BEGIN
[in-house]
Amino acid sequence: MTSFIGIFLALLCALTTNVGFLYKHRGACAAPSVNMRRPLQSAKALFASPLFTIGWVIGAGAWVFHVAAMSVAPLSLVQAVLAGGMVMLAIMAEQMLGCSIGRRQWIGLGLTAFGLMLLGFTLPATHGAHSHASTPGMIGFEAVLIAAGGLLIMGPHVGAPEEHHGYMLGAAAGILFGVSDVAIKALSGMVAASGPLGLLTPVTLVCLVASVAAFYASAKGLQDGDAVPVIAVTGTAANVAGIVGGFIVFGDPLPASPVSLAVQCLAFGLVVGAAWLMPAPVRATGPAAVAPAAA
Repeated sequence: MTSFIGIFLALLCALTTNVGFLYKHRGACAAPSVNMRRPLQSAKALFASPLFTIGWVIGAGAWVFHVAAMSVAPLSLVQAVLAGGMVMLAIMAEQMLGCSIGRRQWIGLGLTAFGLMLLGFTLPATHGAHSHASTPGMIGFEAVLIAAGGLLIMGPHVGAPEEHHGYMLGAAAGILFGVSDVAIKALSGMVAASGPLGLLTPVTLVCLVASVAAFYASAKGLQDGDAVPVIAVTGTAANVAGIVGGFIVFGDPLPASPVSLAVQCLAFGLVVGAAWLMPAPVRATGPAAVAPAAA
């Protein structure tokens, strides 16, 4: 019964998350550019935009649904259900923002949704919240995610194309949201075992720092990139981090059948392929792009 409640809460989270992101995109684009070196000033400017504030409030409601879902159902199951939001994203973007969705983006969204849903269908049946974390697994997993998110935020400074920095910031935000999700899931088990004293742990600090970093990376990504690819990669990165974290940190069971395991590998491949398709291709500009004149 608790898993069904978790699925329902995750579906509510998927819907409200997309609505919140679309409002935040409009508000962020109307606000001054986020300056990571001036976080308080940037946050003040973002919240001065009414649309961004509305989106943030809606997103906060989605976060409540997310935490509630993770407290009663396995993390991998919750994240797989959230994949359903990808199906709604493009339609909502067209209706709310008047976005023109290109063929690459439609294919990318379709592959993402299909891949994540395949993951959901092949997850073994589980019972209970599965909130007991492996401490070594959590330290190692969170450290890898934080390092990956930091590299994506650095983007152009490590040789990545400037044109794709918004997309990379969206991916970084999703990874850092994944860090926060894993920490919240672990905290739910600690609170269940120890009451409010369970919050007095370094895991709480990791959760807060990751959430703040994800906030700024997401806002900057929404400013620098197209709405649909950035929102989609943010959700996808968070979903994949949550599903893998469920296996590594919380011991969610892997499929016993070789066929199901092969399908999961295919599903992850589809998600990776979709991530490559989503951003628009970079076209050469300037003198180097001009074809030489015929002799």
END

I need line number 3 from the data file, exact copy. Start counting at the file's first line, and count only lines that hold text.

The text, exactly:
Repeated sequence: MTSFIGIFLALLCALTTNVGFLYKHRGACAAPSVNMRRPLQSAKALFASPLFTIGWVIGAGAWVFHVAAMSVAPLSLVQAVLAGGMVMLAIMAEQMLGCSIGRRQWIGLGLTAFGLMLLGFTLPATHGAHSHASTPGMIGFEAVLIAAGGLLIMGPHVGAPEEHHGYMLGAAAGILFGVSDVAIKALSGMVAASGPLGLLTPVTLVCLVASVAAFYASAKGLQDGDAVPVIAVTGTAANVAGIVGGFIVFGDPLPASPVSLAVQCLAFGLVVGAAWLMPAPVRATGPAAVAPAAA